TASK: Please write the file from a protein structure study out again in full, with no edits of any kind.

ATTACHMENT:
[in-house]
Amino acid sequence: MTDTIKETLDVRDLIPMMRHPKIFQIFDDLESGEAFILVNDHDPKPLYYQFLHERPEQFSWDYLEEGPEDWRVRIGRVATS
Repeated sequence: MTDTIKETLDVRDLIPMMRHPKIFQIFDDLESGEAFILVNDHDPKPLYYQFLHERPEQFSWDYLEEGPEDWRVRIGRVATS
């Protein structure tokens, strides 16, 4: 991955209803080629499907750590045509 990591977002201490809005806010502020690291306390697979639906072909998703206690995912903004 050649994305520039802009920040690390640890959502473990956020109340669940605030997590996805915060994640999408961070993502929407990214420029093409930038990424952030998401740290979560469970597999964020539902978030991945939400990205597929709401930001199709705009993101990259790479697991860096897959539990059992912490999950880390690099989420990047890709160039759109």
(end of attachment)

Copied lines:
[in-house]
Amino acid sequence: MTDTIKETLDVRDLIPMMRHPKIFQIFDDLESGEAFILVNDHDPKPLYYQFLHERPEQFSWDYLEEGPEDWRVRIGRVATS
Repeated sequence: MTDTIKETLDVRDLIPMMRHPKIFQIFDDLESGEAFILVNDHDPKPLYYQFLHERPEQFSWDYLEEGPEDWRVRIGRVATS
């Protein structure tokens, strides 16, 4: 991955209803080629499907750590045509 990591977002201490809005806010502020690291306390697979639906072909998703206690995912903004 050649994305520039802009920040690390640890959502473990956020109340669940605030997590996805915060994640999408961070993502929407990214420029093409930038990424952030998401740290979560469970597999964020539902978030991945939400990205597929709401930001199709705009993101990259790479697991860096897959539990059992912490999950880390690099989420990047890709160039759109």